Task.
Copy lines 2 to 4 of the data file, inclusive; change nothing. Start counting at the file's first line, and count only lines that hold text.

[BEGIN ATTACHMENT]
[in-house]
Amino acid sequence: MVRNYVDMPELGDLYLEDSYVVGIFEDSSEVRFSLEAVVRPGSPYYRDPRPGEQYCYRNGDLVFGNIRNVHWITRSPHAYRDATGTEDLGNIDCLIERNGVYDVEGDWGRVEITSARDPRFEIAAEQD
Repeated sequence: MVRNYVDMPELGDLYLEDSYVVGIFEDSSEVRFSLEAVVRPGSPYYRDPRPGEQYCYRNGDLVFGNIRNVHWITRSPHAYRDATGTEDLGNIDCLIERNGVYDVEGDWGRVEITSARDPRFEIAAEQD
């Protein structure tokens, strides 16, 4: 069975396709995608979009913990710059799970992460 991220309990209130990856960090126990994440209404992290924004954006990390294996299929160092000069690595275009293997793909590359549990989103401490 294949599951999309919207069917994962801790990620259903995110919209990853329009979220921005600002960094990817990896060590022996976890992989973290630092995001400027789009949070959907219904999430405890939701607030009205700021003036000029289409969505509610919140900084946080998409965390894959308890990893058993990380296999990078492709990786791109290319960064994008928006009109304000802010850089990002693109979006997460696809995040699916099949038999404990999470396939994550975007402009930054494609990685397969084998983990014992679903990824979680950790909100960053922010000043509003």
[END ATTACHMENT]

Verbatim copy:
Amino acid sequence: MVRNYVDMPELGDLYLEDSYVVGIFEDSSEVRFSLEAVVRPGSPYYRDPRPGEQYCYRNGDLVFGNIRNVHWITRSPHAYRDATGTEDLGNIDCLIERNGVYDVEGDWGRVEITSARDPRFEIAAEQD
Repeated sequence: MVRNYVDMPELGDLYLEDSYVVGIFEDSSEVRFSLEAVVRPGSPYYRDPRPGEQYCYRNGDLVFGNIRNVHWITRSPHAYRDATGTEDLGNIDCLIERNGVYDVEGDWGRVEITSARDPRFEIAAEQD
């Protein structure tokens, strides 16, 4: 069975396709995608979009913990710059799970992460 991220309990209130990856960090126990994440209404992290924004954006990390294996299929160092000069690595275009293997793909590359549990989103401490 294949599951999309919207069917994962801790990620259903995110919209990853329009979220921005600002960094990817990896060590022996976890992989973290630092995001400027789009949070959907219904999430405890939701607030009205700021003036000029289409969505509610919140900084946080998409965390894959308890990893058993990380296999990078492709990786791109290319960064994008928006009109304000802010850089990002693109979006997460696809995040699916099949038999404990999470396939994550975007402009930054494609990685397969084998983990014992679903990824979680950790909100960053922010000043509003």